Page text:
It's pronounced ah-wanga, and it's 17 miles east of Temecula, CA. That's where we have been for the past week and a half. The Escapees organization we belong to has an RV park here, and it is likely the nicest in the whole system. At least, it's the nicest we have been in so far.
The trip here was interesting. We knew it was going to be a very hot day, and I don't like towing in hot weather, so we planned to leave early. We left Mesa at 7:20 and the temperature was already over 90 degrees. By the time we reached Quartzsite for a late breakfast/early lunch at 10:30 it was already 108. When we reached Blythe at about 11 it was 112, and the temperature continued to climb as we continued west on I-10 reaching 115 by about 1 PM. We dropped down into the Palm Springs area and left the interstate and made our way up CA 111 toward CA 74. As we drove through the desert communities at the base of the mountains our thermometers both read 118, and the remote sensor mounted under the trailer read 122!
The temperature finally began dropping as we climbed up the mountain, and had fallen to a balmy 92 by the time we reached Aguanga. It actually felt comfortable! While I was nervous about traveling in such heat, we had no problems of any kind. I started the generator at around 9AM and turned on both air conditioners on in trailer, so it was only in the mid 80's inside when we arrived. I checked all my hubs with my infrared heat gun at every stop, and everything stayed in a reasonable range. The air conditioners in both the car and truck were enough to freeze us out, even in the hottest outside temperatures, but every time we got out it was like walking into a blast furnace.
All in all it was a fine trip, but not something I want to do every day. Aren't modern vehicles and RV's amazing? Can you imagine what our forefathers who traveled west in covered wagons would think about such things?
We have been busy since we have been here. Before we even got parked we were invited to join the motorcycle club here for a ride on Saturday. We rode the back roads over the mountain to Hemet where we had lunch at a Mexican restaurant. On the way back we stopped at an overlook above Diamond Lake. The trip with a group was fun. There were 7 bikes, most of them Gold Wings.
For the next couple days we explored locally, then drove over to Rancho Santa Margarita to have lunch with Marie and Adam on Tuesday. It was nice seeing them again. We had been checking Craig's List for a Droid Bionic replacement for Dianna, and found someone in Westminster who had one. We made arrangements to meet them to check it out that afternoon. The price was right and it looked new, but it did not have the SD card in it. There was also something about the way they wanted to meet that left us uncomfortable, so we passed on it.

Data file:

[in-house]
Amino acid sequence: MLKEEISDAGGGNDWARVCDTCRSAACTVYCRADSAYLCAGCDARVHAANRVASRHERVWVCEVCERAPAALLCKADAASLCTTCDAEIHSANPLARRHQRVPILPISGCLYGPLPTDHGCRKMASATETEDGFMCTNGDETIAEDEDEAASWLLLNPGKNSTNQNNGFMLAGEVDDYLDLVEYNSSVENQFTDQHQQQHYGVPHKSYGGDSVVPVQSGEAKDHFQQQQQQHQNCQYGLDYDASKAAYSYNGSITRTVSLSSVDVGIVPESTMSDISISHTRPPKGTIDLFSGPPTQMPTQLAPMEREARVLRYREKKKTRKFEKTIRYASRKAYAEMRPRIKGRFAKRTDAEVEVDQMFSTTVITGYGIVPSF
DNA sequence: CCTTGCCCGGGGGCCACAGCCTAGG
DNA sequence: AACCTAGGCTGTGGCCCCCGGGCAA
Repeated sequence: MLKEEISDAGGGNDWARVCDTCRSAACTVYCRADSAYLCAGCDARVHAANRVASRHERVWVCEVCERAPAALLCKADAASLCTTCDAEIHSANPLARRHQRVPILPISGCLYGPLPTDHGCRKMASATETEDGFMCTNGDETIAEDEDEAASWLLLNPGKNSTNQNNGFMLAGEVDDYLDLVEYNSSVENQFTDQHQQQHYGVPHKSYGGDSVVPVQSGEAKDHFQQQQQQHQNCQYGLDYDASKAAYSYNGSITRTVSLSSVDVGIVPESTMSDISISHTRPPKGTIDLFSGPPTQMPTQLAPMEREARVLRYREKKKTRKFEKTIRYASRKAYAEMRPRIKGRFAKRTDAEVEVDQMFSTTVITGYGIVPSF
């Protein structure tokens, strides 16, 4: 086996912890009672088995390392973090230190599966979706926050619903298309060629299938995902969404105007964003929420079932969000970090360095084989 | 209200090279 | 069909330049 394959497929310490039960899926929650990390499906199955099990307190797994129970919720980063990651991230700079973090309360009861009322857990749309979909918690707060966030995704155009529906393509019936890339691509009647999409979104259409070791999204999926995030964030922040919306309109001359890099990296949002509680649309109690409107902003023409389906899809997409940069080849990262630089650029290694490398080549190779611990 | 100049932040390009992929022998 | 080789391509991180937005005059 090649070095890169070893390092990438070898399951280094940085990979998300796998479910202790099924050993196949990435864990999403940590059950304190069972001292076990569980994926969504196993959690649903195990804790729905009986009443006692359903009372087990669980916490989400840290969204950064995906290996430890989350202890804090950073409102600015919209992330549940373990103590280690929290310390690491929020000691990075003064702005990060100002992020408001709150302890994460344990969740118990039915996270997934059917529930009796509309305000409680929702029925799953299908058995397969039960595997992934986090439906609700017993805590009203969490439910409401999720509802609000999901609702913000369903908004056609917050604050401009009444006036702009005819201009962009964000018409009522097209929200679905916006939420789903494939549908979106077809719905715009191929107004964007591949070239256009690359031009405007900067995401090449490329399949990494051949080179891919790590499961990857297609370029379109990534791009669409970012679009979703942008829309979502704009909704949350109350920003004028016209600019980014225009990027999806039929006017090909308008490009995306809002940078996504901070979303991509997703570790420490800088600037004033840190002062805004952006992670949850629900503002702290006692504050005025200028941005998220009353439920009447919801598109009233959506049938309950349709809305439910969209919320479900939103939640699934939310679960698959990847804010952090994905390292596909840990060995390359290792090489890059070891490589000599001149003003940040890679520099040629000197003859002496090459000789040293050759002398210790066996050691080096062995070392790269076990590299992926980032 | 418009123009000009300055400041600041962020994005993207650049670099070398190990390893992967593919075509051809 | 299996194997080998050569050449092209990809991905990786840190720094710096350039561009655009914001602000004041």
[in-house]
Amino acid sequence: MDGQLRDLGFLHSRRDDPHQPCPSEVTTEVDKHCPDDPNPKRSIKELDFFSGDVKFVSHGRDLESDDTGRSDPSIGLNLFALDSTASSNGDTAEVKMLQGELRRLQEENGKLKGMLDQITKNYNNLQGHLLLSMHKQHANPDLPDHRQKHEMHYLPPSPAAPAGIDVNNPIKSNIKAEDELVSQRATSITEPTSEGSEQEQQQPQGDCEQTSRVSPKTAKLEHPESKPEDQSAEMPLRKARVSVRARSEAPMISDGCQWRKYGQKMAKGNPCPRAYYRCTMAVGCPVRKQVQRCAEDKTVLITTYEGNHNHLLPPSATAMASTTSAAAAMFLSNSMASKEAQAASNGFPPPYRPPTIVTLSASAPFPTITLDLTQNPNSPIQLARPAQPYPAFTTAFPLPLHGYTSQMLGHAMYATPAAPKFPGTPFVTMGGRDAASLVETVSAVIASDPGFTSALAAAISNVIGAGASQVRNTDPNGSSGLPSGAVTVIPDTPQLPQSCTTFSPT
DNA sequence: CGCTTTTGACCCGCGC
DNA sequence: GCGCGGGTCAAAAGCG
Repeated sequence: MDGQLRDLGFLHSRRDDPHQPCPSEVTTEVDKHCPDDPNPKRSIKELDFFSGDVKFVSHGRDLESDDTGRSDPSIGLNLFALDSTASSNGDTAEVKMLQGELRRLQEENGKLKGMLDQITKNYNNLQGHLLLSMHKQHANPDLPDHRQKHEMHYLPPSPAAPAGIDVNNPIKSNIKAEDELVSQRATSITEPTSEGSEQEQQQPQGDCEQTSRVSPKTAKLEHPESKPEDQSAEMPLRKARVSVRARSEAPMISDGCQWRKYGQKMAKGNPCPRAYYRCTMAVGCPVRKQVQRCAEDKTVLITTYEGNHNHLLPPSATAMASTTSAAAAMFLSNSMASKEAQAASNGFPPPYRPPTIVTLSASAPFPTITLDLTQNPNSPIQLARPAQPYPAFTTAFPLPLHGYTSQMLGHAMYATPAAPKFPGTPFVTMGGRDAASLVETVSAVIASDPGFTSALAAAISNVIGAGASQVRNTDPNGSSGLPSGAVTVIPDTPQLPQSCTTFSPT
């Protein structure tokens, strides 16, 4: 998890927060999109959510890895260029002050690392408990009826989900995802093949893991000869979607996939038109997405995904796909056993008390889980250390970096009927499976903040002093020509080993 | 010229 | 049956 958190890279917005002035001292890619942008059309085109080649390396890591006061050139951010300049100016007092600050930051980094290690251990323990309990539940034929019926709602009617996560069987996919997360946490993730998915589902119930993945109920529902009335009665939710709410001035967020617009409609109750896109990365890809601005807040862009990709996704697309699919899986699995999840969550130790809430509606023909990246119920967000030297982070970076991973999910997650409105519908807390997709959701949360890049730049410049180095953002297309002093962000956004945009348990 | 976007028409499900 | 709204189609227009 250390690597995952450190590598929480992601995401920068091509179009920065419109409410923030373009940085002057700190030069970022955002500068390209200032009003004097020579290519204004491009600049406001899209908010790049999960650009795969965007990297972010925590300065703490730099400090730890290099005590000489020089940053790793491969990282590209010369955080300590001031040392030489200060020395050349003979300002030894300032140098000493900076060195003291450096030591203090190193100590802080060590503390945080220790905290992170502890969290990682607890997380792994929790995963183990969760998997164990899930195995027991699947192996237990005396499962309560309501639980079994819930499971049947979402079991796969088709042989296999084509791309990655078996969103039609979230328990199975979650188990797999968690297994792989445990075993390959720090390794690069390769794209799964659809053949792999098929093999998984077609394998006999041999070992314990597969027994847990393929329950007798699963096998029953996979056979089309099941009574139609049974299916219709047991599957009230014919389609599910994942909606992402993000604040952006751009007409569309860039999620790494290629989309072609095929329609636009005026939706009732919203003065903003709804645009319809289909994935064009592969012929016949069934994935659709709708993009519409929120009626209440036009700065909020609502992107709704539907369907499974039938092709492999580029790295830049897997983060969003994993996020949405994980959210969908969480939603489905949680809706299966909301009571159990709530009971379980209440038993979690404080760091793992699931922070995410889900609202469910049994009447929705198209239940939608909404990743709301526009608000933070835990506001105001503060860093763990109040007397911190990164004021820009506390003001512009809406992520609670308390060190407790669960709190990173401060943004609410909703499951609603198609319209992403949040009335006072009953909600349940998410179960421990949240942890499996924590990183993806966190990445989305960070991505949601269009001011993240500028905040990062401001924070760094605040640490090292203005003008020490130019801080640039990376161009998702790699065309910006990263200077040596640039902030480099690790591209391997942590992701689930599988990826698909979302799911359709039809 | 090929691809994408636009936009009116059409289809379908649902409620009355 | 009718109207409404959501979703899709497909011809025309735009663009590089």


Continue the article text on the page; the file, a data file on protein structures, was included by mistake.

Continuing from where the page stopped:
The next day we visited two of the wineries here in Temecula. They grow some good reds here. That night we found another phone advertised for the same price in Anaheim Hills, so on Thursday we rode up there on the bike. It was in perfect condition and complete, so we bought it. Now we both have Bionics again. Dianna is very happy to have it. On the way back we stopped at the outlet mall in Lake Elsinore to do a little shopping.
On Friday we again rode to Hemet, this time by a different route, and then up the mountain to Idylwild where we had a picnic lunch. We used to backpack on Mt. San Jacinto, and one of the main trail heads we used was in Idylwild. It was fun seeing the place and enjoying the cool weather at over 5,000 feet.
On Saturday we again drove to Marie and Adam's to meet with them and Julie. None of them had ever been geocaching so we took them for their first experience. There was a trail with several caches that we could walk to from their house. Everyone had a good time looking for caches, and we found all but one. Adam barbequed chicken for lunch.
Monday we rode to the little mountain tourist town of Julian, famous for its apple pies, to have lunch. Of course, we had pie for desert. The route we followed took us all the way around Palomar Mountain. We are only a few miles from the observatory there and can see the white dome from many places along the road near here. On the way back we stopped at the Pala Casino for a break. Free soft drinks in the casino were welcome.
Today we rode down to San Diego. First we went to Coronado Island and visited the Hotel del Coronado. We had stayed there many years ago for a conference. It is one of the oldest hotels in California, made all of wood, and is quite a landmark. After having lunch in a nearby restaurant we rode to the Cabrillo National Monument on Point Loma. It is on the point overlooking the entrance to San Diego harbor and is the place where the Spanish first set foot on the coast of California in about 1540. By the time we headed home it was almost rush hour but we had no difficulty. The Burgman runs with freeway traffic at 70 to 75 with no problems.
Both of us are feeling a little saddle sore. We have put over 750 miles on the scooter in the week and a half we have been here, plus about 450 miles on the car. Tomorrow we plan to rest and prepare for moving to Lancaster on Thursday. That puts us closer to family and friends we want to see. We're not sure how long we will stay there before moving farther north; probably a week and a half or so.
We are in Escondido as well! Enjoy your time here.ReplyDelete
I know Heather. We thought about you as we rode through there.ReplyDelete
My, you have been busy since you rode out of Mesa. Sounds like you are quickly making up for the stall in your retirement activities you had this past couple months.ReplyDelete
Sounds like your explorations are similar to ours, but about 50 degrees warmer. And of course you're tortoises.ReplyDelete